Winning the Chicago magnet school lottery

Elementary school deadline is Jan. 16 By Mary Galligan

Frank Pinc / Chicago Parent Getting your child into a magnet school could help them target their education. The deadline for elementary applications is Jan. 16.

Shopping around this holiday season for kindergarten programs for next fall? If you want to get your child into one of Chicago’s public elementary magnet schools, set aside time now for the application process before you get to another item on your holiday wish list. The deadline for this uphill challenge is fast approaching and it’s akin to applying for admission to Harvard.

When my husband and I undertook the challenge a few years ago on behalf of our son, Joey, we didn’t realize just how tough it was going to be. Oh, sure, we had read about Chicagoans who push their preschoolers to perform in play groups for the snooty private schools and heard stories about others who call their aldermen for help, but these were public schools we were approaching. We didn’t have to connive, grovel or kiss up. Or did we?

The basic process is spelled out for parents on the Chicago Public Schools’ magnet programs Web site: www.chicagomagnetprograms.org. It all looks so simple. There are 32 magnet schools in Chicago. The deadline for all applications to elementary magnet schools is Jan. 16. (The high school deadline is Dec. 19.) You can apply to all the schools in which you are interested and you can download the application form from the Web site.

That’s when the process starts getting tricky. Magnet schools accept students from throughout the city and must reflect diverse racial/ethnic and socioeconomic backgrounds. Computerized lotteries are conducted to make sure that all children have an equal chance. The computer randomly selects students, by race and by gender, to fill the spaces in each grade. In addition, an elementary magnet school may accept up to 30 percent of its students from those who reside in the nearby neighborhood (1½-mile radius) through a proximity lottery. And some magnet schools have sibling lotteries, where siblings get preference-up to 45 percent of all entering students may enter through the sibling lottery.

For parents, these rules and conditions can end up causing loads of frustration. You want to do something to help your child. Here are some tips I’ve culled from our own experience and that of other parents who have been down this road.

• Do your research. Find out what schools offer the programs that meet your child’s needs and where your family will best fit. Not every magnet school offers foreign languages or classical programs. Don’t expect them to on a public school budget. These principals are masters of juggling Board of Education funds with grants and lots of volunteer parents help to make their schools successful. They can’t work miracles, though. Some magnet schools are for academically advanced students and require admissions testing. If your child needs transportation, be aware that for most magnet schools, bus service is provided only if the student lives more than 1½ miles from the school, but less than six. That might limit your choices. You can check out test scores and other information online at http://statereportcards.cps.k12.il.us.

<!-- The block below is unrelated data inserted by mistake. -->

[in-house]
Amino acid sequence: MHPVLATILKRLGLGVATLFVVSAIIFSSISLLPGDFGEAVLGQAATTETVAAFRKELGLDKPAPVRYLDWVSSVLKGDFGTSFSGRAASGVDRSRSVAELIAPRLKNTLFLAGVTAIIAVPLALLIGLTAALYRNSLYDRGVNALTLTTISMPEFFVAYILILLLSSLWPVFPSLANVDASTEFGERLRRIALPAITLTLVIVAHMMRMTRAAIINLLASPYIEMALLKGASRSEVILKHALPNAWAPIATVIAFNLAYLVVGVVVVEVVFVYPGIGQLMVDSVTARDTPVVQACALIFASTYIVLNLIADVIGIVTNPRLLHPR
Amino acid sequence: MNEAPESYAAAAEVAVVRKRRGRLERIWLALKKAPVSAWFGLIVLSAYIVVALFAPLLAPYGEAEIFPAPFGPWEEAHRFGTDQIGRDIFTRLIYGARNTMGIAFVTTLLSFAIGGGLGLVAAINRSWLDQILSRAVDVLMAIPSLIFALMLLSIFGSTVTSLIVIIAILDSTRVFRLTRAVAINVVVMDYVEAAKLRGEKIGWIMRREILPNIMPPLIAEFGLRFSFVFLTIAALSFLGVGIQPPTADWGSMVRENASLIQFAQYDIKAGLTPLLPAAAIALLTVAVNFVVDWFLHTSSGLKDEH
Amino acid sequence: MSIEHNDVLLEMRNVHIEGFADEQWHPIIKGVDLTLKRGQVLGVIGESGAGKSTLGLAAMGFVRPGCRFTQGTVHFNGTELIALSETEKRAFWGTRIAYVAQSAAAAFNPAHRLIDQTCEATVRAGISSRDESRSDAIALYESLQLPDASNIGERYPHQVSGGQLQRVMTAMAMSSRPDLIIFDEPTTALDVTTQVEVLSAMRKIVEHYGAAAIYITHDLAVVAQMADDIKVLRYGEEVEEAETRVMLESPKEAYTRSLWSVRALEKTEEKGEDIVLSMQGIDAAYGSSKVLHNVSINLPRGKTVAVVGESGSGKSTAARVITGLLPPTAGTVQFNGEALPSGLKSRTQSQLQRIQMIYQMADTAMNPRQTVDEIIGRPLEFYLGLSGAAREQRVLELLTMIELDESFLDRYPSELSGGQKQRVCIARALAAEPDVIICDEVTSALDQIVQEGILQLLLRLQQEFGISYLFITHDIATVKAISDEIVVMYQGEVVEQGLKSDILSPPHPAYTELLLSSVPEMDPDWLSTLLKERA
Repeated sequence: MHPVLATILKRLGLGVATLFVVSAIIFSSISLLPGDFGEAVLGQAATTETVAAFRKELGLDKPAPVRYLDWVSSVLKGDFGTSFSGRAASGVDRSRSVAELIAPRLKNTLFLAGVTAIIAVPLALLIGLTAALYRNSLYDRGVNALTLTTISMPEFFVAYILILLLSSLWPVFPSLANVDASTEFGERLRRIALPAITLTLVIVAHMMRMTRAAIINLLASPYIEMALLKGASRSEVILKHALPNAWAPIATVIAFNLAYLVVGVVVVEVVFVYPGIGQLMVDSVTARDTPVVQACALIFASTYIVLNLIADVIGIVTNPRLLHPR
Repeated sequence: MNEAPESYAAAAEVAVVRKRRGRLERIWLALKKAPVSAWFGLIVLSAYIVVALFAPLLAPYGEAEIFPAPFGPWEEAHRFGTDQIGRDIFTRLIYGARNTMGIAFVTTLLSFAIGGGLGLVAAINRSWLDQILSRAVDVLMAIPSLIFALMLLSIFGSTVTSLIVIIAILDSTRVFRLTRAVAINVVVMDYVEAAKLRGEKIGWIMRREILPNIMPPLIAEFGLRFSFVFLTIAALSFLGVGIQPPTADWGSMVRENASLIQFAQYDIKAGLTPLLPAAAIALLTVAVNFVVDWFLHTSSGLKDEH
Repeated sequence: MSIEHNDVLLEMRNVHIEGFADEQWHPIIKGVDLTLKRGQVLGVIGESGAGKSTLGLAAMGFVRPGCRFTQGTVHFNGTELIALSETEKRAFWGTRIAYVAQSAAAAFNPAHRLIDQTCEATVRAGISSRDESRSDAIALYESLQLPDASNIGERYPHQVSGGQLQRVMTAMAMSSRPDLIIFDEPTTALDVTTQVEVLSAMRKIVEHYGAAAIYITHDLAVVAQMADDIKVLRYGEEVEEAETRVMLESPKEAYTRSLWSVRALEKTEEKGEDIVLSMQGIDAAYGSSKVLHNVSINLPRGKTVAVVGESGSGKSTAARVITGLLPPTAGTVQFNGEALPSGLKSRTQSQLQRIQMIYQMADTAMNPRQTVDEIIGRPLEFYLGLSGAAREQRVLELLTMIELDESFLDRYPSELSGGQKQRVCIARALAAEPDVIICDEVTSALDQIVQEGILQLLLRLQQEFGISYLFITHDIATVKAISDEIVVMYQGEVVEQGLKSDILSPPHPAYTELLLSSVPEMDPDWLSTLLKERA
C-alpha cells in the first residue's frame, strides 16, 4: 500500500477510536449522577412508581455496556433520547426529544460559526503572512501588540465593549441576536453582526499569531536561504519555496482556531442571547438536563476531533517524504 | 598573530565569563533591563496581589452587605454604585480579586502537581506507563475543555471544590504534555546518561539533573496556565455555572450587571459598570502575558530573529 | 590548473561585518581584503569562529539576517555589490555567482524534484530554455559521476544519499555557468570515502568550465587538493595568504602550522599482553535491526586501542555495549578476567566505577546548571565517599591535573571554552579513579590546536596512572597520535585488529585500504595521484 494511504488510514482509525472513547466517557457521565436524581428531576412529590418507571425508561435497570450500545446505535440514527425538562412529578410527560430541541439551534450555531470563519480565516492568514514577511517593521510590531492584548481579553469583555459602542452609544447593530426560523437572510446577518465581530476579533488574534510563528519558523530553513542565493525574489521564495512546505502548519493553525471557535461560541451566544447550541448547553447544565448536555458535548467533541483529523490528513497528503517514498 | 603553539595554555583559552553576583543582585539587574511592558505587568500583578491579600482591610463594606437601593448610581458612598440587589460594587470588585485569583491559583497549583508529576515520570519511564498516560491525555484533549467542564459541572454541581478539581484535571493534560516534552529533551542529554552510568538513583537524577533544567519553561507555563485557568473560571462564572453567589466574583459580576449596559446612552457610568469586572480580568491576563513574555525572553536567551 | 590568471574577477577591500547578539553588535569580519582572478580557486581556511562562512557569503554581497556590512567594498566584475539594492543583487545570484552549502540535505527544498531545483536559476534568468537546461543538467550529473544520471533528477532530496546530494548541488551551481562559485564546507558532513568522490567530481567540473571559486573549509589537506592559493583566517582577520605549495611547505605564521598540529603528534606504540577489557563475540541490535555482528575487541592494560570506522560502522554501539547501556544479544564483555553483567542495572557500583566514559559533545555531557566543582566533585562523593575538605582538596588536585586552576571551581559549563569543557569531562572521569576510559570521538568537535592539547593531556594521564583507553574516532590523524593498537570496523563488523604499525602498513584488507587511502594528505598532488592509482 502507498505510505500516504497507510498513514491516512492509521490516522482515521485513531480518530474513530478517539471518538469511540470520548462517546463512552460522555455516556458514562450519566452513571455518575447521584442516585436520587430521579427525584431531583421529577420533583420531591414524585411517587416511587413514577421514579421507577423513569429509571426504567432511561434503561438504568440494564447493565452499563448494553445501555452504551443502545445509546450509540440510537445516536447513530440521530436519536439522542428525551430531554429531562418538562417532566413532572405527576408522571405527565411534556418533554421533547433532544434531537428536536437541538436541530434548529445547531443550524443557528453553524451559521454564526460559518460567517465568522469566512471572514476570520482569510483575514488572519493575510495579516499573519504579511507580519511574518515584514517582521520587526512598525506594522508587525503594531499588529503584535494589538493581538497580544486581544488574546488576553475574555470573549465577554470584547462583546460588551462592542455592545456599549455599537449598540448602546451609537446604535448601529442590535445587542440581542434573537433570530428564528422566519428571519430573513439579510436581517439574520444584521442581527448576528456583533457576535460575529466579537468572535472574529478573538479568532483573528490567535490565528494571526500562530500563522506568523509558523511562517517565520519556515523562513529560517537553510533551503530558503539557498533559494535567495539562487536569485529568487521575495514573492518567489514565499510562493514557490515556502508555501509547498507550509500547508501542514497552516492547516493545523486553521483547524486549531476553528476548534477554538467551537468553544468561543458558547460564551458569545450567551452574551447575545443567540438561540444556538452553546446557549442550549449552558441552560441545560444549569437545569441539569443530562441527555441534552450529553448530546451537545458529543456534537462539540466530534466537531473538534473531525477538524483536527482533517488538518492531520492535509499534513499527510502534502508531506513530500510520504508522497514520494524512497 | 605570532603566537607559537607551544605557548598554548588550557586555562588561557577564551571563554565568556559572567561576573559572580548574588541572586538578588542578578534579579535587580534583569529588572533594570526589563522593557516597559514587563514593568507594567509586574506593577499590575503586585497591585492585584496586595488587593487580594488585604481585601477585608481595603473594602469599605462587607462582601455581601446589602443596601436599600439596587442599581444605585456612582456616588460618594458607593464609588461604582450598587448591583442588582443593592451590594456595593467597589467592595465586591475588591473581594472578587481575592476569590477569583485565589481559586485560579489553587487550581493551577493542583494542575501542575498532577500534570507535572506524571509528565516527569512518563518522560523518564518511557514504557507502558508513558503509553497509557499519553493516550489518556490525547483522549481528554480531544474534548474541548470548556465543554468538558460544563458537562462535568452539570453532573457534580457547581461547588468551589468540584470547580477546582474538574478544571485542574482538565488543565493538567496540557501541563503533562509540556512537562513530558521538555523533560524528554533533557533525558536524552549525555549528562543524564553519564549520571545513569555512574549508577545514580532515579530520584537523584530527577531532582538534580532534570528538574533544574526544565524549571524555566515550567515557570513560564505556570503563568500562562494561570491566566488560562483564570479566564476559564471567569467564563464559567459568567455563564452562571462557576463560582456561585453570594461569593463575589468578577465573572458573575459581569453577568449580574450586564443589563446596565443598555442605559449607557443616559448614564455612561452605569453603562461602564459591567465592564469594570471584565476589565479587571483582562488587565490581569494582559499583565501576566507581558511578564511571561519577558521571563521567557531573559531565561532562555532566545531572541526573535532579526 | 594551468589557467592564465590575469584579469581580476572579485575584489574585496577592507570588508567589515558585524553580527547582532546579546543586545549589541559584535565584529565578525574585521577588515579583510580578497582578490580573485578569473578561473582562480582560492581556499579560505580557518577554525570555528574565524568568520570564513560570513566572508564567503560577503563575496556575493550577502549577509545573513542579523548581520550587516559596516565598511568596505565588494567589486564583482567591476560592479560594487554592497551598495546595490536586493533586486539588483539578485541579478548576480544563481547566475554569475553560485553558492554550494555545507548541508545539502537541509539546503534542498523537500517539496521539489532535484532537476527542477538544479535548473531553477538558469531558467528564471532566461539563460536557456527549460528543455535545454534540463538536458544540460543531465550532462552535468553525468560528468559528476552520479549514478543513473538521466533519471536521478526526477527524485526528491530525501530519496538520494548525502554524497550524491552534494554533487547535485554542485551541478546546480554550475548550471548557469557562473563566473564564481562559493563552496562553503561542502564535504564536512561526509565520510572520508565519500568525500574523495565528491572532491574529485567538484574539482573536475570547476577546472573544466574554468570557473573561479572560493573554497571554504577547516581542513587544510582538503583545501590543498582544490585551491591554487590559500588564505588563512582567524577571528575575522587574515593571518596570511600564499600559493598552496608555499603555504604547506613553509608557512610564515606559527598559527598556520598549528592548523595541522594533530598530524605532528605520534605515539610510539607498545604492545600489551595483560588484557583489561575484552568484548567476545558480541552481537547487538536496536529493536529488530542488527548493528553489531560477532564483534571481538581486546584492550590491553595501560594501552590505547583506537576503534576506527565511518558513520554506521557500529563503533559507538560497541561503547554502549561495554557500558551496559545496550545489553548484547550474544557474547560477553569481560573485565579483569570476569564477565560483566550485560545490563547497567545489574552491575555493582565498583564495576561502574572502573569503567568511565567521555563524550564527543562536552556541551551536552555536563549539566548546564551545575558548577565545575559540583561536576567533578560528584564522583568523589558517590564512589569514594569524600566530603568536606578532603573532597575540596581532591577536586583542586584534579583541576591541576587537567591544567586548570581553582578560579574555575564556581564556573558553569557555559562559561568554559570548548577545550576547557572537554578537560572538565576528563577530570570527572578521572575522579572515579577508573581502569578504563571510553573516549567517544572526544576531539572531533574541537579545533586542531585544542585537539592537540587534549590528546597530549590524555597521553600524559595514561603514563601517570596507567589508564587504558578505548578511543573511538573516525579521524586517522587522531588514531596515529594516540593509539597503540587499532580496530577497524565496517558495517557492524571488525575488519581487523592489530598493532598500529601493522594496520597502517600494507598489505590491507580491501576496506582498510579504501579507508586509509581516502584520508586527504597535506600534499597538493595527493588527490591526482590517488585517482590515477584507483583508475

• Apply to several schools and make yourself known to the principals of your top choices. Many magnet schools conduct tours and open houses in the fall. Take time to attend these and write a thank-you letter to the principal afterwards, telling why you think your child will be a good fit and saying that you and your spouse will be active participants in the school. Leverage any contacts you have with parents whose children already attend these schools. Principals have some leeway in a small percentage of student slots, as long as they meet the requirements on race and gender.

• Be patient. If your child isn’t accepted in March, just wait. Some parents aren’t notified until May or June. So have a back-up plan-a nearby private school or better-than-average neighborhood school-and then try again next year. Most of the applications are at the entry-level grades: kindergarten, first grade and ninth grade, for magnet high schools. Your child may have better luck coming in as a second-grader than in the highly competitive kindergarten lottery.

• Consider the magnet cluster programs. Magnet cluster schools are neighborhood schools with programs that focus on particular academic areas, such as math and science, fine and performing arts and literature. Also consider the International Baccalaureate programs that are available throughout Chicago.

• Get involved in the schools. Some parents offer to volunteer at magnet schools while their children are still in preschool. That doesn’t always guarantee that you’ll win the lottery but it’s a good way to see how the schools operate and meet the teachers, the principal and other parents.

If it seems like too much trouble, remember your children. This is their education at stake. Also, consider this is good practice for the high school application process. By comparison, kindergarten is a piece of cake.

Mary Galligan is a writer living in Chicago with her husband and son who attends Hawthorne Scholastic Academy.

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